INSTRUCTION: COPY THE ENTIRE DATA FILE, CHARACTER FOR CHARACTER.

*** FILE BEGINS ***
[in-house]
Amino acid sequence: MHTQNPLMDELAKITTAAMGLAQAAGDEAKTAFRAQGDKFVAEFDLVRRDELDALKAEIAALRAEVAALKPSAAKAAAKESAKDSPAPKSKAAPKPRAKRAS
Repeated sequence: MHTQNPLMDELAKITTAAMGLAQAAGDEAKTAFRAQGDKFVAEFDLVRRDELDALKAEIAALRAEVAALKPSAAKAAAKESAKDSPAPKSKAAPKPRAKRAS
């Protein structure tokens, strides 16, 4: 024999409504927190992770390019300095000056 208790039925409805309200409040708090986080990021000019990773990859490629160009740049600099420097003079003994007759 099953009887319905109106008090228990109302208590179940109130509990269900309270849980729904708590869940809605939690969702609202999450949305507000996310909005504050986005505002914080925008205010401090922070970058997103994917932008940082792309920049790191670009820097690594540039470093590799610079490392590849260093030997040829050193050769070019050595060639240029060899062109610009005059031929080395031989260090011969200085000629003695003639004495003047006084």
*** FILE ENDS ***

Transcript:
[in-house]
Amino acid sequence: MHTQNPLMDELAKITTAAMGLAQAAGDEAKTAFRAQGDKFVAEFDLVRRDELDALKAEIAALRAEVAALKPSAAKAAAKESAKDSPAPKSKAAPKPRAKRAS
Repeated sequence: MHTQNPLMDELAKITTAAMGLAQAAGDEAKTAFRAQGDKFVAEFDLVRRDELDALKAEIAALRAEVAALKPSAAKAAAKESAKDSPAPKSKAAPKPRAKRAS
């Protein structure tokens, strides 16, 4: 024999409504927190992770390019300095000056 208790039925409805309200409040708090986080990021000019990773990859490629160009740049600099420097003079003994007759 099953009887319905109106008090228990109302208590179940109130509990269900309270849980729904708590869940809605939690969702609202999450949305507000996310909005504050986005505002914080925008205010401090922070970058997103994917932008940082792309920049790191670009820097690594540039470093590799610079490392590849260093030997040829050193050769070019050595060639240029060899062109610009005059031929080395031989260090011969200085000629003695003639004495003047006084």